Peel back the layers of needlework history and uncover more about historical textiles from around the globe in the Summer 2020 issue of PieceWork.
Sewing books from the early 20th century illustrate the shift from teaching sewing at home to providing instruction in a school classroom.
During the Middle Ages, anchoresses and nuns were women who secluded themselves from the rest of society and, often, spent some of their time on handwork.
Needlework often weaves its way into literature. Like Water for Chocolate (1989) combines cooking and crochet in a most memorable way.
In the 19th century, patents for buttonhole scissors began to be filed at the United States Patent Office, and some of these designs are still in use today.
The history of knitting has been shrouded in mystery, half-truths, and outright lies! Is this because there is so little material, either textiles or documentation, to enable that history to be fully written?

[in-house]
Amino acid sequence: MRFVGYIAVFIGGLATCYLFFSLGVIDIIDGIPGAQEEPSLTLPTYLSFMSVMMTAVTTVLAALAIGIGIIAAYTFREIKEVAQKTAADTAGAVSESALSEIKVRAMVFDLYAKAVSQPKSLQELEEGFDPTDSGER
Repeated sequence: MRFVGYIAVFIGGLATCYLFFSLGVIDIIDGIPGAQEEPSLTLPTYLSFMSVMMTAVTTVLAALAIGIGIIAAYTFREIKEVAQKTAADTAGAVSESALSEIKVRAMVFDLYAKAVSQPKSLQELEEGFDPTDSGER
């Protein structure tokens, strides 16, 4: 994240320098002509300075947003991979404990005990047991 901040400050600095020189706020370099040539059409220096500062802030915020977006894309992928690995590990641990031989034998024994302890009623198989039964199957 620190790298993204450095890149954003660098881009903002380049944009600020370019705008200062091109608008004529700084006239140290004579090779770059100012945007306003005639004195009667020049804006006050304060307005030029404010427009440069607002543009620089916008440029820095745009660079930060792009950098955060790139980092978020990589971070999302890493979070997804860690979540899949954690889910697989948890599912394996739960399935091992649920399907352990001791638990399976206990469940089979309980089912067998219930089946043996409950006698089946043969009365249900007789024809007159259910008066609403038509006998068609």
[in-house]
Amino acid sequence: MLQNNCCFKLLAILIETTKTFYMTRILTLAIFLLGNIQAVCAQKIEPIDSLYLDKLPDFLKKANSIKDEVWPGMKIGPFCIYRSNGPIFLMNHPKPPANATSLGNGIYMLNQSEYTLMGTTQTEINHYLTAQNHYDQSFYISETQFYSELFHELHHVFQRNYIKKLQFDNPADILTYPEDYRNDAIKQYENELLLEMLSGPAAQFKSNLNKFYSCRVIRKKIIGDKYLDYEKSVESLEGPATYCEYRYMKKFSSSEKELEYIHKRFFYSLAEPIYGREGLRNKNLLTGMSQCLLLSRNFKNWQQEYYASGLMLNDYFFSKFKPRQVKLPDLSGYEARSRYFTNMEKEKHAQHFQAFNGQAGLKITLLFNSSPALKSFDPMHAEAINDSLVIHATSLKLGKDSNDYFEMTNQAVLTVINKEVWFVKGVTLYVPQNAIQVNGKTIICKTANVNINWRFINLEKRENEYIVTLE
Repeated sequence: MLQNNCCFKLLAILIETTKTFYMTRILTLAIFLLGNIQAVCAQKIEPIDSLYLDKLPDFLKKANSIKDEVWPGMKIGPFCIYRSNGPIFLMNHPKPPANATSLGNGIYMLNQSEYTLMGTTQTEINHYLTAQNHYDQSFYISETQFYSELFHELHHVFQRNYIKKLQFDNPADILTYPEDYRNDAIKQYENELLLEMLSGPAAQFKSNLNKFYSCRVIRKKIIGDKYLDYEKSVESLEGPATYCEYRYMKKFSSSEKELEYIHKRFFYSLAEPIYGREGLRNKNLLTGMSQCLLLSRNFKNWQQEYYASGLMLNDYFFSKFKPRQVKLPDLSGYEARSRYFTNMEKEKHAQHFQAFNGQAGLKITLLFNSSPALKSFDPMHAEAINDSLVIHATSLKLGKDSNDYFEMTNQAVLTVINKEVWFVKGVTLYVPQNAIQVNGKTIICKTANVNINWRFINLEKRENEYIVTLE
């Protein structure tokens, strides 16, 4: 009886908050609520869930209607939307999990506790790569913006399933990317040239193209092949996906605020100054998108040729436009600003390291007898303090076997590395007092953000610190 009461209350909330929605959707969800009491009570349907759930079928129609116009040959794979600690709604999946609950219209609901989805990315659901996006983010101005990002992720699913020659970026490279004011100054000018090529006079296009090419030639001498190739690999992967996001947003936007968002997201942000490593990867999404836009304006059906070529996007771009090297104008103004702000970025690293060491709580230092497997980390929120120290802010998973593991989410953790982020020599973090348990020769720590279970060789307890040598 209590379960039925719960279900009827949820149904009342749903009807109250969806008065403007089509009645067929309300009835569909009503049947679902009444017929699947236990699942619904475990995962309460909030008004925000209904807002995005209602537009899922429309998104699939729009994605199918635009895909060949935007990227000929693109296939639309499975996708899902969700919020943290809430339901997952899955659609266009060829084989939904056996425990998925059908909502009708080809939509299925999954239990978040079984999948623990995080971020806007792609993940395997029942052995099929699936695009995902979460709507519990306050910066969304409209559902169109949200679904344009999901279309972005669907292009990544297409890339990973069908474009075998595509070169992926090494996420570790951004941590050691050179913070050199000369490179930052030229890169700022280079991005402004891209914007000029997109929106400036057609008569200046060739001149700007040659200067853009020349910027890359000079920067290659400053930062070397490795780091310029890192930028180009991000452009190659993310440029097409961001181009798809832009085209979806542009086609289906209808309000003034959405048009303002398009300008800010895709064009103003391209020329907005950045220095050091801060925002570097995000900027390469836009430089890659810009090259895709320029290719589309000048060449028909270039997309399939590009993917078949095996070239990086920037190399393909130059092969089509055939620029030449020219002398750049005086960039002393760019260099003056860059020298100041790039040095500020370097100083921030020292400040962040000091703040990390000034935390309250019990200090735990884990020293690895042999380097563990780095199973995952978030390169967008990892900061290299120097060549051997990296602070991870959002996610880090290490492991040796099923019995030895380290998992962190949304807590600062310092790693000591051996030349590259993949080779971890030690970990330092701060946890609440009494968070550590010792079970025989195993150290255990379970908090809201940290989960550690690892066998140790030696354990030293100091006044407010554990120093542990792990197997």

To undertake polar expeditions, then as now, appropriate protection was needed against the elements, some of the most severe on earth.
Author James Brown in History of Sanquhar (1891) describes Sanquhar gloves and stockings in the early nineteenth century as “being woven on wires in a peculiar manner,” which presumably means knitted on fine needles.
In light of current events, I’ve found my mind turning to “Little House in the Big Woods” by Laura Ingalls Wilder. In the book, Laura and her family sewed and embroidered, alone in their home, carefully mending clothes and creating small items of beauty.